top of page
It seems every organization has a list of its core values on its web site these days. Most seem to speak to lofty visions of humanity, probably developed by a think tank and judged by a focus group to be the most appealing to the organization's target audience. Well, I don't have a high paid team to develop my core values, nor have they been run through a focus group. Nonetheless, here are mine and how they came to be.
Service to Others
So how did these become important to me?
For starters, Patriotism was always important to me and instilled by my parents and schooling as a child. It's why I joined the military at age 18.
I developed a sense of Service to Others as a Boy Scout. Our troop leaders, (Mr. Alexander & Mr. Land) which I became one as I grew older, always had us doing tasks to help others, especially those less fortunate.
I had never thought much about Integrity but looking back my parents were shinning examples of integrity, as my Dad owned several businesses through the years of my growing up and he always treated everyone fairly and helped those who couldn't pay their bills.
My sense of Innovation was sparked by my high school science and agriculture teachers, Ms. Bryan and Mr. Mountcastle. They both encouraged me to think of better ways to solve problems. A trait that has helped me in so many jobs as I've grown up.
Doing my best at anything, having a sense of Excellence, started early as my Mom always said "do your best" and that was rapidly reinforced by the military in basic training and beyond. Back before having Core Values was "cool" we were taught in basic training, (my thanks to TSgt Blome) and other Air Force schools with young students with skulls full of mush that we should do our best and we would be successful.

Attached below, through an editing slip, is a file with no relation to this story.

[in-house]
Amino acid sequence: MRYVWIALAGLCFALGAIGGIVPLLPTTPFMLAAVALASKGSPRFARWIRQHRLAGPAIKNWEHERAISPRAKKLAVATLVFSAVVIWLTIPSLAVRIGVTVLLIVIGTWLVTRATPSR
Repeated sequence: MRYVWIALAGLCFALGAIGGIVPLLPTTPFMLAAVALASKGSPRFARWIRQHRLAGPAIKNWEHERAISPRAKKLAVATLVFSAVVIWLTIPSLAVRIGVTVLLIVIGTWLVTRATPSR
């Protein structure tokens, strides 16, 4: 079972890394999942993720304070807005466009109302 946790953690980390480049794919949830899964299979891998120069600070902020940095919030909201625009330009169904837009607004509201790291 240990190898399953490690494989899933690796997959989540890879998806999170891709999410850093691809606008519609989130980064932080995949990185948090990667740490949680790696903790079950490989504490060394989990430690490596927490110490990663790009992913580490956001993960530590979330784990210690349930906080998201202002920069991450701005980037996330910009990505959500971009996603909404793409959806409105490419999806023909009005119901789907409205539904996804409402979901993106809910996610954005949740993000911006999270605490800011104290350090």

Being Dependable was a key to survival in the various war zones I've been in. Each person had to depend on their colleagues and those that were not dependable were fast found out and ostracized. In Vietnam, I learned this from SSgt Allen Carlisle and MSgt Malcom Miller.
Being Loyal to my friends has always been a core part of my DNA. Even as a child, I was loyal to my friends, no matter what malady may have befallen them. I'm reminded of a time when my friend Mark G. lost his dad to suicide. Many people blamed the members of the family for the suicide, but I never did and remained a loyal friend to Mark.
A sense of Humor goes a long way in diffusing a volatile situation. I think I got my sense of humor from my Dad who was a jokester and always had some kind of joke or story to tell to make people smile. Ask me one day about the pet mongoose he kept at the service station back in the early 1960s.
My sense of Compassion was really fine tuned during my time in Vietnam and in the Philippines. During my time in Vietnam I realized that by a miracle of birth, I was an American and had a blessed family and a great life, no matter what else happened. The people who were suffering as a result of a war they wanted no part of made a profound impact on my life and made me want to help alleviate their suffering. Later, when I was stationed in the Philippines, I jumped at the chance to go back to Vietnam and help get people out of their now destroyed country. MSgt Larry Ballard and Chief Ben Stubbe helped keep me straight during this time of my life.
Optimism has been a way of life for me for longer than I can remember. I think this came not only from my parents but also my high school coach, Mr. Bobby Wasden. He was always a "glass half full" kind of man who always pushed me and others, to do our best, and convinced us that we could do things that we didn't think possible.
So, after writing this, I think its safe to say, my values were instilled in my early on and they have not waivered. As the Bible says, "Train up a child in the way he should go, and when he is old he will not depart from it." Proverbs 22:6
bottom of page